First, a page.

During my recent juice fast, I kept gravitating towards foods that were red in color. I came across a picture of a simple yet super yummy-looking dish named Shakshuka. I try to take note of the messages my body send me especially during a fast and make an effort to respond to them. I must have been seeking out the nutrients or proteins this dish reminded me of and I wanted to make this dish as soon as I broke fast.
Shakshuka is traditionally made up of eggs poached in a sauce of onions, chilli peppers, tomatoes and often spiced with cumin and paprika. I researched online and settled on this one recipe that I felt would be a good one to start with. The original recipe called for two tablespoons of canned tomato paste. We try not to eat tomatoes out of a can so I skipped it. (If you're interested to know why, here's why.) The dish was plenty flavorful without it and I didn't feel like it missed the paste. Getty photographer, BunnyEatsMan, who was shooting this cooking session for Getty Images was very complimentary of this dish and marveled at how satisfying Shakshuka is despite being a vegetarian dish.
I added spinach this time. You can add other vegetables like mushrooms, potatoes, even sausages to this. The possibilities are far and wide and fun to create.
Taste, taste, taste frequently to make sure there's a right amount of salt and spices. Otherwise, it will get too bland. (On a completely different note, see how I've mastered THE half smile? BunnyEatsMan is an awesome coach I must say!)
One lesson learned on making a nice presentation of the eggs -- level the sauce with a spatula first before cracking the eggs on top. That way, with a flat surface, they stay nice and evenly distributed across the top instead of sliding off to the sides or crowding into the neighboring yolk space.
This dish is a staple of Tunisian, Libyan, Algerian, Moroccan and Egyptian cuisines, typically served in cast iron or a tagine with bread to mop up the sauce. It is also now popular in Israel, where it was introduced by Tunisian Jews and Maghreb Jews, hundreds of thousands of whom immigrated to Israel during the 1950s. In place of bread, I served the Shakshuka with some leftover Injera my buddy Selam gifted us. Injera is a sourdough-risen flat bread with a unique, slightly spongy texture. Traditionally made out of iron-rich and gluten-free teff flour, it is a national dish in Ethiopia and Eritrea. There is a wonderful hole-in-the-wall restaurant in Anaheim, CA which serves wonderful Ethiopian foods where Selam obtains her supply of this delicious handmade Ingera from.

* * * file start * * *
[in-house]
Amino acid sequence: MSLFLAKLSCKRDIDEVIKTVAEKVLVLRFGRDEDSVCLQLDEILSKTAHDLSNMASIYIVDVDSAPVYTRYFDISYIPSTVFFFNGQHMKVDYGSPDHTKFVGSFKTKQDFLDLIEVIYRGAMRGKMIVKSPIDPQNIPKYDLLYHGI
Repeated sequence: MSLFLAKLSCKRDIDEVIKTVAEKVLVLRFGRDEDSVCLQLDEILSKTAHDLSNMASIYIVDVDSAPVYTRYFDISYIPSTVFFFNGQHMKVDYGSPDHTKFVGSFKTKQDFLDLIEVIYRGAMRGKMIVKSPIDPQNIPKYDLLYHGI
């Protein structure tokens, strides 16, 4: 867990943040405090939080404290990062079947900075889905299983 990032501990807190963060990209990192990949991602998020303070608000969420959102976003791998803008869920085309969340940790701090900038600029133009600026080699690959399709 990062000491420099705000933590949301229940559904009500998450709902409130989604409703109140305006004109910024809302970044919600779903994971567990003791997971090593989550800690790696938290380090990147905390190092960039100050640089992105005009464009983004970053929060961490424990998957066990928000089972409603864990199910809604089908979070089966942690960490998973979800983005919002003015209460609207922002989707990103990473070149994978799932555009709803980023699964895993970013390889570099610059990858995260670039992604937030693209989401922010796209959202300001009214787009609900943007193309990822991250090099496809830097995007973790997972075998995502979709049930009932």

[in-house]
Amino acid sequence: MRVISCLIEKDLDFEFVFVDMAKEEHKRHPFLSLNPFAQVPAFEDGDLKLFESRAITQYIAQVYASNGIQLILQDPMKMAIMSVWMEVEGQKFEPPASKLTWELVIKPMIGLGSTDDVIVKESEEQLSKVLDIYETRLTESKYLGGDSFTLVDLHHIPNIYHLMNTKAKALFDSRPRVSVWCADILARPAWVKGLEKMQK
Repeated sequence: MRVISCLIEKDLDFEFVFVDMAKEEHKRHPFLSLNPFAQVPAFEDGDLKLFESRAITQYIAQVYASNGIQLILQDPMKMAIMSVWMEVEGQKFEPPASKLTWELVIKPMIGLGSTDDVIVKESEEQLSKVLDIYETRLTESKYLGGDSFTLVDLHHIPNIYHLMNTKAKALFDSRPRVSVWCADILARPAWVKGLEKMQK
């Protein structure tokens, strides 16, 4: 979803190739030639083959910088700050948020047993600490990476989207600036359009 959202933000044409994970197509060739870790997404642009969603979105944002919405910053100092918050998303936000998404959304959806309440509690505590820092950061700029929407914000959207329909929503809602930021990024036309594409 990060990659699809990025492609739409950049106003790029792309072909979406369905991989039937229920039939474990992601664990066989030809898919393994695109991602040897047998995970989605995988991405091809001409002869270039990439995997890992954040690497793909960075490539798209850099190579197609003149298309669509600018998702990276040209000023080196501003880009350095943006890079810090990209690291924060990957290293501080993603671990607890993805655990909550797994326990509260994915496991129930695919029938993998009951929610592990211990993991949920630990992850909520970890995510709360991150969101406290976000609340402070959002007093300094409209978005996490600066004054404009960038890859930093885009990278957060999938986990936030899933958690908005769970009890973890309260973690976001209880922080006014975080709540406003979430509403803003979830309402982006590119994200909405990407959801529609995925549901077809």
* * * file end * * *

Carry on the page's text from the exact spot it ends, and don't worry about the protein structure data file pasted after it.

As you can see, we are quite a spontaneous mish-mash of cultures here. The Ingera was a great vehicle to the Shakshuka, moping up all the yummy, slow-stewed red sauce.
Take note on cooking time for achieving perfect over-medium eggs. Check often and take it off the heat once all the whites are cooked and when you see the yolks just barely cooked on the outer ring. That way, once off the heat, the yolks will continue to cook just a little more as you get ready to serve.
Makes 3 servings (unless you're really hungry and eat 3 eggs each, then this recipe makes 2 servings)
- 1 tbsp olive oil
- 1 medium brown or white onion, peeled and diced
- 1 clove garlic, minced
- 1 medium red bell pepper, chopped
- 4 cups ripe diced tomatoes
- 3 handfuls of baby spinach (optional)
- 1 tsp chili powder (mild)
- 1 tsp cumin
- 1 tsp paprika
- Pinch of cayenne pepper (or more if you like it spicy!)
- Salt and pepper to taste
- 6 large eggs
- 1/2 tbsp fresh chopped cilantro (for garnish)
- Heat a deep, large skillet or sauté pan on medium. The cast iron pan I used is 10.25 inches. Slowly warm olive oil in the pan. Add chopped onion, sauté for a few minutes until the onion begins to soften. Add garlic and continue to sauté till mixture is fragrant.
- Add the bell pepper, sauté for 5-7 minutes over medium until softened.
- Add tomatoes to pan, stir till blended. Add spices, stir well, and allow mixture to simmer over medium heat for 5-7 minutes till it starts to reduce. At this point, you can taste the mixture and spice it with cumin and paprika according to your preferences. Add salt and pepper to taste, or more cayenne pepper for a spicier shakshuka (be careful with the cayenne... it is extremely spicy!). Add spinach and mix well.
- Spread the tomato mixture level with a spatula to make a flat level surface. This helps distribute the eggs evenly across the surface and prevent the eggs from crowding. Crack the eggs, one at a time, directly over the tomato mixture, making sure to space them evenly over the sauce. I usually place 4-5 eggs around the outer edge and 1 in the center. The eggs will cook over-easy style on top of the tomato sauce.
- Cover the pan. Allow mixture to simmer on low for 10-15 minutes, or until the eggs are cooked and the sauce has slightly reduced. Keep an eye on the skillet to make sure that the sauce doesn't reduce too much, which can lead to burning and that the eggs don't get overcooked.
- Some people prefer their shakshuka eggs more runny. If this is your preference, let the sauce reduce for a few minutes before cracking the eggs on top-- then, cover the pan and cook the eggs to taste. I've seen some scramble the egg whites into the tomato mixture and leave the whole yolk over-easy too. Be creative, do what feels right for you.
- Garnish with the chopped cilantro. Shakshuka can be eaten for breakfast, lunch, or dinner. I prefer it for lunch or dinner because I like light breakfasts and this is a little too heavy for mornings. Accompanied by a nice garden green salad, this dish makes a good healthy lunch. If you're gluten-intolerant, serve with warm Ingera or your favorite gluten free bread. Otherwise, a warm crusty baguette or pita that can be dipped into the sauce.
- Wash your hands and enjoy mopping up the sauce and oozing poached eggs with your bread. Have fun!